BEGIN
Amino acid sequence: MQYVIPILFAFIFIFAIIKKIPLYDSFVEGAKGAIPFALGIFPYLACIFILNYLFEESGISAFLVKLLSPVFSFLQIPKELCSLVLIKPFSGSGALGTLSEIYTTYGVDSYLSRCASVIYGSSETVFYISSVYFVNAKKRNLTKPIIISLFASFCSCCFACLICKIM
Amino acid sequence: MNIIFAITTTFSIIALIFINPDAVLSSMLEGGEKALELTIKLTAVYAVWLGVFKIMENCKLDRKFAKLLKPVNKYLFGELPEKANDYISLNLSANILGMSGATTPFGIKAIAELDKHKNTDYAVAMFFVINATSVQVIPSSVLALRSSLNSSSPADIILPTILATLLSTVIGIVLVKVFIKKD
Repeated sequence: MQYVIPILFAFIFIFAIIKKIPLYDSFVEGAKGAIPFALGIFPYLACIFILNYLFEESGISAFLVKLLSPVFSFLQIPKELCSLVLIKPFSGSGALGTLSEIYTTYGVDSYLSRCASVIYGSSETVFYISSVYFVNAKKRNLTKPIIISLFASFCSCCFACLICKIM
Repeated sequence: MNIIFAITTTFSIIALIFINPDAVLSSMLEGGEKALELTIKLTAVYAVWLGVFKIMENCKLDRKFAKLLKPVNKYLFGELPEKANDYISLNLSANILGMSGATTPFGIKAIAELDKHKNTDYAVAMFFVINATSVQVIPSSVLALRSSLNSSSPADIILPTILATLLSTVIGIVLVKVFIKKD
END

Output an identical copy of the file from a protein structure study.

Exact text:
Amino acid sequence: MQYVIPILFAFIFIFAIIKKIPLYDSFVEGAKGAIPFALGIFPYLACIFILNYLFEESGISAFLVKLLSPVFSFLQIPKELCSLVLIKPFSGSGALGTLSEIYTTYGVDSYLSRCASVIYGSSETVFYISSVYFVNAKKRNLTKPIIISLFASFCSCCFACLICKIM
Amino acid sequence: MNIIFAITTTFSIIALIFINPDAVLSSMLEGGEKALELTIKLTAVYAVWLGVFKIMENCKLDRKFAKLLKPVNKYLFGELPEKANDYISLNLSANILGMSGATTPFGIKAIAELDKHKNTDYAVAMFFVINATSVQVIPSSVLALRSSLNSSSPADIILPTILATLLSTVIGIVLVKVFIKKD
Repeated sequence: MQYVIPILFAFIFIFAIIKKIPLYDSFVEGAKGAIPFALGIFPYLACIFILNYLFEESGISAFLVKLLSPVFSFLQIPKELCSLVLIKPFSGSGALGTLSEIYTTYGVDSYLSRCASVIYGSSETVFYISSVYFVNAKKRNLTKPIIISLFASFCSCCFACLICKIM
Repeated sequence: MNIIFAITTTFSIIALIFINPDAVLSSMLEGGEKALELTIKLTAVYAVWLGVFKIMENCKLDRKFAKLLKPVNKYLFGELPEKANDYISLNLSANILGMSGATTPFGIKAIAELDKHKNTDYAVAMFFVINATSVQVIPSSVLALRSSLNSSSPADIILPTILATLLSTVIGIVLVKVFIKKD